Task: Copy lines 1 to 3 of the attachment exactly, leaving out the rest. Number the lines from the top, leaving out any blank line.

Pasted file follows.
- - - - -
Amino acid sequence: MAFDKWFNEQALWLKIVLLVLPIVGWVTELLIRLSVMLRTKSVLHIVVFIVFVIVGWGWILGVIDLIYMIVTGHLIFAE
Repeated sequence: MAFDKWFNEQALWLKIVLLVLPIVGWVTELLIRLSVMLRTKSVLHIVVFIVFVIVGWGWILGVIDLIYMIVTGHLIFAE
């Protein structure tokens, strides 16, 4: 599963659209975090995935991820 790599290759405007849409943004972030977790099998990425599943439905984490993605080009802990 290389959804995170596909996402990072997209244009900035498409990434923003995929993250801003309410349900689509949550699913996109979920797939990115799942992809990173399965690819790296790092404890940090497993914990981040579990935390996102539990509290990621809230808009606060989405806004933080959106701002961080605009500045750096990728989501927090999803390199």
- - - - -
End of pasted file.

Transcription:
Amino acid sequence: MAFDKWFNEQALWLKIVLLVLPIVGWVTELLIRLSVMLRTKSVLHIVVFIVFVIVGWGWILGVIDLIYMIVTGHLIFAE
Repeated sequence: MAFDKWFNEQALWLKIVLLVLPIVGWVTELLIRLSVMLRTKSVLHIVVFIVFVIVGWGWILGVIDLIYMIVTGHLIFAE
């Protein structure tokens, strides 16, 4: 599963659209975090995935991820 790599290759405007849409943004972030977790099998990425599943439905984490993605080009802990 290389959804995170596909996402990072997209244009900035498409990434923003995929993250801003309410349900689509949550699913996109979920797939990115799942992809990173399965690819790296790092404890940090497993914990981040579990935390996102539990509290990621809230808009606060989405806004933080959106701002961080605009500045750096990728989501927090999803390199």